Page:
A principle of even moderately successful reviewer is to check impulses to heavily criticize a piece of work and to carefully choose the words with which to do so when the occasion arises. The ONLY reason for treading into these dangerous waters regarding the Keith Publications release of the novel "She" by veteran travel writer Lucretia Bingham is to alert readers that what starts out as a not-so-well written piece of fiction soon gets much better and has many high points.
Your not-so-humble reviewer offers the above caveat to help readers who may share his initial impulse to abandon "She" after a few pages to hang in there; the payoff is worth it.
Passages that create the negative first impression include the following over descriptive sentences from the second paragraph of the novel:
"Ophelia took a deep breath and looked over the small seaplane to where turtles often popped up their heads to breathe, yachts bobbed at anchor, and the candy-stripped lighthouse stood sentinel at the very end of the narrow harbor. The azure water was stippled with the lavender shadows from cloud above."
A few short paragraphs lower includes the Harlequin Romance caliber text:
"Yet. like the jolt that threads through veins when poised to jump off a cliff into water far below, returning to Stuart and his daughters was a leap of faith. A combination of fear and joy galloped through her. The thought of being enfolded in her lover's arms once again throbbed deep in every part of her being."
In addition to providing a sense of the weak start to "She," the passages above are a brief prime to the plot of the book. Ophelia Sawyer is our heroine who has two adult daughters and is trying to determine if the love-at-first-sight between her and boutique hotel entrepreneur Stuart Winslow is adequately strong to somehow form a family with him and his four pre-teen daughters.
The challenge facing this potentially blended family extends beyond those of the "you're not my mom" and "do I love him enough to deal with his kid" variety. Our sextet is on an extended vacation/convalescence in the Bahamas following a severe physical and emotional trauma.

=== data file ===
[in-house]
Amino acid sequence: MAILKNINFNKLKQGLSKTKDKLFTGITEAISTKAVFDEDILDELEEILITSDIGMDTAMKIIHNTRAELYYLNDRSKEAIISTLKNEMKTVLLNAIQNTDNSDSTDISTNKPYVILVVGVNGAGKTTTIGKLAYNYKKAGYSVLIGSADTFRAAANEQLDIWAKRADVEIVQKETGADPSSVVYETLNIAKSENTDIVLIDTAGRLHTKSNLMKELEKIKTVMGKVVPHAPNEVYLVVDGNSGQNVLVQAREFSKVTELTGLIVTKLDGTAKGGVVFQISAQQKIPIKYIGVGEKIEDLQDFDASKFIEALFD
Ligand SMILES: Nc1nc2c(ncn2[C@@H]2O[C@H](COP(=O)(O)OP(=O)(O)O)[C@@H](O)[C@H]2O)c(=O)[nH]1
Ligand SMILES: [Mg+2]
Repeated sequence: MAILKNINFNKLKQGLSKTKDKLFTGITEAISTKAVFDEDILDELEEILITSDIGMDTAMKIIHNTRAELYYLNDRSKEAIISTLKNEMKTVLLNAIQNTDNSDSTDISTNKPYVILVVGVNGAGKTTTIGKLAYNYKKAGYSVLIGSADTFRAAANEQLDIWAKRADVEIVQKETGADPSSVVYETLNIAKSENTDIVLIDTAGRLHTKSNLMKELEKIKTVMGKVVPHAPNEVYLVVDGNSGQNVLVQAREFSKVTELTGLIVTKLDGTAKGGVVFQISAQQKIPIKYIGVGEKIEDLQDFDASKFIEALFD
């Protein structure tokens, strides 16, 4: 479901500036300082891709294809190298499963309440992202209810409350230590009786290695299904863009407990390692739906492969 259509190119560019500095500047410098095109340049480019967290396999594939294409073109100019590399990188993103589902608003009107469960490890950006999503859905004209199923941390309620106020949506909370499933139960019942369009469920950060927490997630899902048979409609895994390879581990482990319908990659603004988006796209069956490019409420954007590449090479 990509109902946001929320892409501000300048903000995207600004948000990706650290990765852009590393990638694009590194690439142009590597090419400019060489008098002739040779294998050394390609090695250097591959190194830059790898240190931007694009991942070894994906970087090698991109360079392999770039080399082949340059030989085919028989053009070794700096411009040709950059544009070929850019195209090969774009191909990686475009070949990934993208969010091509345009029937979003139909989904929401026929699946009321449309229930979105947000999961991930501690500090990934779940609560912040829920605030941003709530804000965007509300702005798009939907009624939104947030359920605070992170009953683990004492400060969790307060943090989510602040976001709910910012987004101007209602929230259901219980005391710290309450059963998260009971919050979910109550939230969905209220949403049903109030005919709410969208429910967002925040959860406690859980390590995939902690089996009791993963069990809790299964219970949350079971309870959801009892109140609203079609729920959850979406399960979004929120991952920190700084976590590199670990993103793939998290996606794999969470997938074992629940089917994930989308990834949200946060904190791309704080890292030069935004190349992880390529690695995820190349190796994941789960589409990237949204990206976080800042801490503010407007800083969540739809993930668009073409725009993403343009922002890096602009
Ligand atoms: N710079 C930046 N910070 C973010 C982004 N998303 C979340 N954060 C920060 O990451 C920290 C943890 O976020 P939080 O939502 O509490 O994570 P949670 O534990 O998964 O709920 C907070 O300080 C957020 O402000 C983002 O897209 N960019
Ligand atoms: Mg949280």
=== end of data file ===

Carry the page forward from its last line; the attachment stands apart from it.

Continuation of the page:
Achieving healing and a recognizing a need to move on in all senses of the word leads to Stuart bringing the girls and the girlfriend to Morocco. The business purpose for this trip is to pursue a business deal with co-venturer/friend Hassan.
The luxury and sense of security that Stuart et al experience in their exotic new temporary home is shattered when seven year-old Caroline is abducted in broad daylight while in the company of Ophelia and oldest daughter Sophie.
A combined desire to not let the trail cool any further and to take advantage of an offer of help by new friend/iPhone coveter Mohammed prompts Ophelia and Sophie to head out across the Atlas Mountains without first communicating with Stuart.
Stuart soon becoming concerned about the unexplained disappearance of half his entourage prompts him to gather up seven year-old Maggie and five-year old Abby to literally head into the hills with their own native guide.
The aforementioned kidnapping and rescue efforts result in alternating plots that revolve around Caroline apparently being prepared to become a child bride, Ophelia and Sophie enduring a grueling trek, and Stuart not having it much better.
This action occurs in the context of the out-dated Moroccan culture in which nomads travel across the desert, children are currency, and the wealthy are as close to a god as a mortal can become.
The titular female who is the protagonist of the book is even more of a deity than Hassan; a cool element regarding this she who must be feared is that Bingham provides an "Eureka" moment in which the identity of this person is easier to determine than the villain in a "Scooby-Doo" cartoon.
Making a likable young girl-next-door type the center of the "ripped from the headlines" element of human trafficking puts a sympathetic face on this deplorable practice. Bringing it home in this manner shows that it is more than a third-world problem.
As stated above, sticking with "She" pays off. It is a good lokckdown read, a grear for a weekend at the beach once we are fully sprung from our cages, or a post-pandemic flight for which you must buy reading material at the terminal gift shop.